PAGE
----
Fibrous dysplasia (polyostotic)

Case contributed by Frank Gaillard
Diagnosis certain


Long-standing leg deformity. New pain in mid-tibia.

Patient Data

Age: 30 years
Gender: Female

Diffuse bubble sclerotic and ground glass change involving the proximal and mid-tibial diaphysis with expansion of the medullary cavity, in keeping with known fibrous dysplasia.

A large, bubbly, lytic lesion with mild ground-glass change, up to 9.5 cm in diameter, involving the left iliac wing, is also in keeping with fibrous dysplasia.

Internal fixation of the left femur with and intramedullary nail and proximal and distal cross-bolts is unchanged, transfixing the now healed left femoral mid-shaft fracture.

Conclusion: Changes of polyostotic fibrous dysplasia, as described, predominantly involving the left side (left iliac wing, femur and tibia). 


There is extensive marrow abnormality of the left tibia, consisting of multiple confluent nodules. A few small satellite nodules also lie in the lateral tibial plateau in a subchondral location. The nodules vary slightly in the degree of signal intensity, but all have low T1 and high T2, with enhancement. The findings result in expansion of the medullary cavity and thinning of the overlying cortex, in keeping with a long-standing process. In addition, there is some bowing of the proximal tibia. No cortical breach, pathological fracture, extra-osseous soft tissue component or region suspicious for malignant transformation is appreciated. No soft tissue inflammatory change.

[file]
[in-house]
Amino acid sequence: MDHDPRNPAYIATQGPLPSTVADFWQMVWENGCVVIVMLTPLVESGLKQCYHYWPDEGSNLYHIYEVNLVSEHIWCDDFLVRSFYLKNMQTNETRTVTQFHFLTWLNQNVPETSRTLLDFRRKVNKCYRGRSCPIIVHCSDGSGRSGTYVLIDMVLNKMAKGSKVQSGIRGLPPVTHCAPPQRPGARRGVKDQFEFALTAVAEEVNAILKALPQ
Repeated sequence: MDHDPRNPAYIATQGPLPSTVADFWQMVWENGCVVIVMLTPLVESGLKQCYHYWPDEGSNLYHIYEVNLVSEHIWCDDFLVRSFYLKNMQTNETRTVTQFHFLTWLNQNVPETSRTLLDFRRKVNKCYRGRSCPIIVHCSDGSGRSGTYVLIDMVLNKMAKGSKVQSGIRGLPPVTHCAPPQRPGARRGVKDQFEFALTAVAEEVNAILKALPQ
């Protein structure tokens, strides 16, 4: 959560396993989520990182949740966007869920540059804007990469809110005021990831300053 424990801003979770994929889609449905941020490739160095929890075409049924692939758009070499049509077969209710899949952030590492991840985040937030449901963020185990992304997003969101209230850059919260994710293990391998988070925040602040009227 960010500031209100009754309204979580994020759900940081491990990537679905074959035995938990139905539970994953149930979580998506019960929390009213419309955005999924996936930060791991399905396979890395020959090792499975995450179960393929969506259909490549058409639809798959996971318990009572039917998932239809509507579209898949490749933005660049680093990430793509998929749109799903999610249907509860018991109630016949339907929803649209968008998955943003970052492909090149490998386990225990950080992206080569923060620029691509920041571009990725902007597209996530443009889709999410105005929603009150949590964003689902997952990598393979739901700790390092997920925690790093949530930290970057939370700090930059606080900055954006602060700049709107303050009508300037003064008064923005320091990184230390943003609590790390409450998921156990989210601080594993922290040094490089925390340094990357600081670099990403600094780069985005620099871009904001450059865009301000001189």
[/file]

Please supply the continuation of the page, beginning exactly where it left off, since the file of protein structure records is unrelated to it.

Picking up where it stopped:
Conclusion: Appearances compatible with the known diagnosis of fibrous dysplasia.

Bone-scan: Technetium 99

Nuclear medicine


A triple-phase bone scan of the lower limbs, whole body blood pool images together with delayed whole body images were obtained.

On the dynamic and blood pool phase, intense perfusion involving the left tibia is seen. Intense perfusion to the left femur and acetabulum and left ASIS is also noted.

On the delayed whole body images, focal areas of intense tracer uptake involving the left acetabulum and ASIS, entire left femur and left tibia is identified.

Conclusion: The scintigraphic findings are consistent with fibrous dysplasia involving the left hemipelvis and left lower limb as described.

Thalium scan

Nuclear medicine


Hemi-body sweeps of the lower half of the body were performed 0.5 and 4 hours following MIBI infusion, these studies were compared to the piror bone scan. The current studies show increased Thallium uptake diffusely in the left tibial shaft and to a lesser extent in the left femoral shaft consistent with the changes seen in the bone scan. Tibial and femoral uptake in the early studies is higher than in the later ones.

Conclusion: Overall impression is that no focus suspicious of malignancy is detected. A diffuse premalignant or malignant change is not totally excluded but is not likely. About one-half of fibrous dysplasias show Thallium uptake.

Case Discussion

In the setting of known fibrous dysplasia, new onset of pain needs careful assessment for complications e.g. fracture or sarcoma. In this instance neither were identified and years of follow-up (not shown) demonstrated stable changes. 

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